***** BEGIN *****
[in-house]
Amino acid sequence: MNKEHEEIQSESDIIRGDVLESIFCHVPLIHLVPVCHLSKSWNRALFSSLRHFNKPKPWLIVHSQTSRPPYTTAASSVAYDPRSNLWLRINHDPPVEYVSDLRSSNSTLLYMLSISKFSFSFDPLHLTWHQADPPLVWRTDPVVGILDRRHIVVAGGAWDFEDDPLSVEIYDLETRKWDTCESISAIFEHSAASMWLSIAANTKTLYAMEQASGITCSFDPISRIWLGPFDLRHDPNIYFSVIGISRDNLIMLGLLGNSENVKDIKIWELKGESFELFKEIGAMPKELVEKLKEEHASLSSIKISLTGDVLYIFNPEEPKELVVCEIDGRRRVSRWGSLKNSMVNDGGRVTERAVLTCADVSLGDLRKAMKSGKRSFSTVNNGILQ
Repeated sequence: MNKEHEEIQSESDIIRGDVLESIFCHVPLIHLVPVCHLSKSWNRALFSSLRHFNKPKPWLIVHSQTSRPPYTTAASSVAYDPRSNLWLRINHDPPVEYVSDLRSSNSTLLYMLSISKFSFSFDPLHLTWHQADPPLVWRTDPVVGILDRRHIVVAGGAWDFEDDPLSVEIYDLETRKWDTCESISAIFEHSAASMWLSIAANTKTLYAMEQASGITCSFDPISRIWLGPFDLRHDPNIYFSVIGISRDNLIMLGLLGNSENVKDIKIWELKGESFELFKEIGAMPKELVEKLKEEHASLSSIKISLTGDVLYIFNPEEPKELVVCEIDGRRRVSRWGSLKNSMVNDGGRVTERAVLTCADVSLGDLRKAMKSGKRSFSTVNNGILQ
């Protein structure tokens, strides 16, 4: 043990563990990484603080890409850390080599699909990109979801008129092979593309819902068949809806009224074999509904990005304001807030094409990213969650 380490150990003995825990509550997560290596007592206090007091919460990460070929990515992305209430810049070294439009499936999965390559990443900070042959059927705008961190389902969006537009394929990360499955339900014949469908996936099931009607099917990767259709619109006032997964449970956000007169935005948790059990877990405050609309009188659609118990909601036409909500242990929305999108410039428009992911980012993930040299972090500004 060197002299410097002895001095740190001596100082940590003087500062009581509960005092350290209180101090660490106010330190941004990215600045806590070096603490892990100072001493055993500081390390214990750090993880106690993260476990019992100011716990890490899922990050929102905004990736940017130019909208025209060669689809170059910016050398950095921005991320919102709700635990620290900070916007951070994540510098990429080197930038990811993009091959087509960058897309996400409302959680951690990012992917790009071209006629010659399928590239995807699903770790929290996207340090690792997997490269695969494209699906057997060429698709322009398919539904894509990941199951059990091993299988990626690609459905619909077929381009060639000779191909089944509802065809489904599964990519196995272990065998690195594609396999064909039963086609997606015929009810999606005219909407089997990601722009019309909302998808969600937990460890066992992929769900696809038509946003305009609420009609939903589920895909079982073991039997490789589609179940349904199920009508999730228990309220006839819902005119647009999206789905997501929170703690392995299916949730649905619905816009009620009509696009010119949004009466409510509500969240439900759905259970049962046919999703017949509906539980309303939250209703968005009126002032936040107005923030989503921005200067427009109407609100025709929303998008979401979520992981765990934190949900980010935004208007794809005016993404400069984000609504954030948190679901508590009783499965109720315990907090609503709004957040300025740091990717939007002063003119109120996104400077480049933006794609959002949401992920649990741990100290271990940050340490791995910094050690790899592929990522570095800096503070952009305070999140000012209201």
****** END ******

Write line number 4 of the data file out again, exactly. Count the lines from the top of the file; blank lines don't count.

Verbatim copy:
């Protein structure tokens, strides 16, 4: 043990563990990484603080890409850390080599699909990109979801008129092979593309819902068949809806009224074999509904990005304001807030094409990213969650 380490150990003995825990509550997560290596007592206090007091919460990460070929990515992305209430810049070294439009499936999965390559990443900070042959059927705008961190389902969006537009394929990360499955339900014949469908996936099931009607099917990767259709619109006032997964449970956000007169935005948790059990877990405050609309009188659609118990909601036409909500242990929305999108410039428009992911980012993930040299972090500004 060197002299410097002895001095740190001596100082940590003087500062009581509960005092350290209180101090660490106010330190941004990215600045806590070096603490892990100072001493055993500081390390214990750090993880106690993260476990019992100011716990890490899922990050929102905004990736940017130019909208025209060669689809170059910016050398950095921005991320919102709700635990620290900070916007951070994540510098990429080197930038990811993009091959087509960058897309996400409302959680951690990012992917790009071209006629010659399928590239995807699903770790929290996207340090690792997997490269695969494209699906057997060429698709322009398919539904894509990941199951059990091993299988990626690609459905619909077929381009060639000779191909089944509802065809489904599964990519196995272990065998690195594609396999064909039963086609997606015929009810999606005219909407089997990601722009019309909302998808969600937990460890066992992929769900696809038509946003305009609420009609939903589920895909079982073991039997490789589609179940349904199920009508999730228990309220006839819902005119647009999206789905997501929170703690392995299916949730649905619905816009009620009509696009010119949004009466409510509500969240439900759905259970049962046919999703017949509906539980309303939250209703968005009126002032936040107005923030989503921005200067427009109407609100025709929303998008979401979520992981765990934190949900980010935004208007794809005016993404400069984000609504954030948190679901508590009783499965109720315990907090609503709004957040300025740091990717939007002063003119109120996104400077480049933006794609959002949401992920649990741990100290271990940050340490791995910094050690790899592929990522570095800096503070952009305070999140000012209201």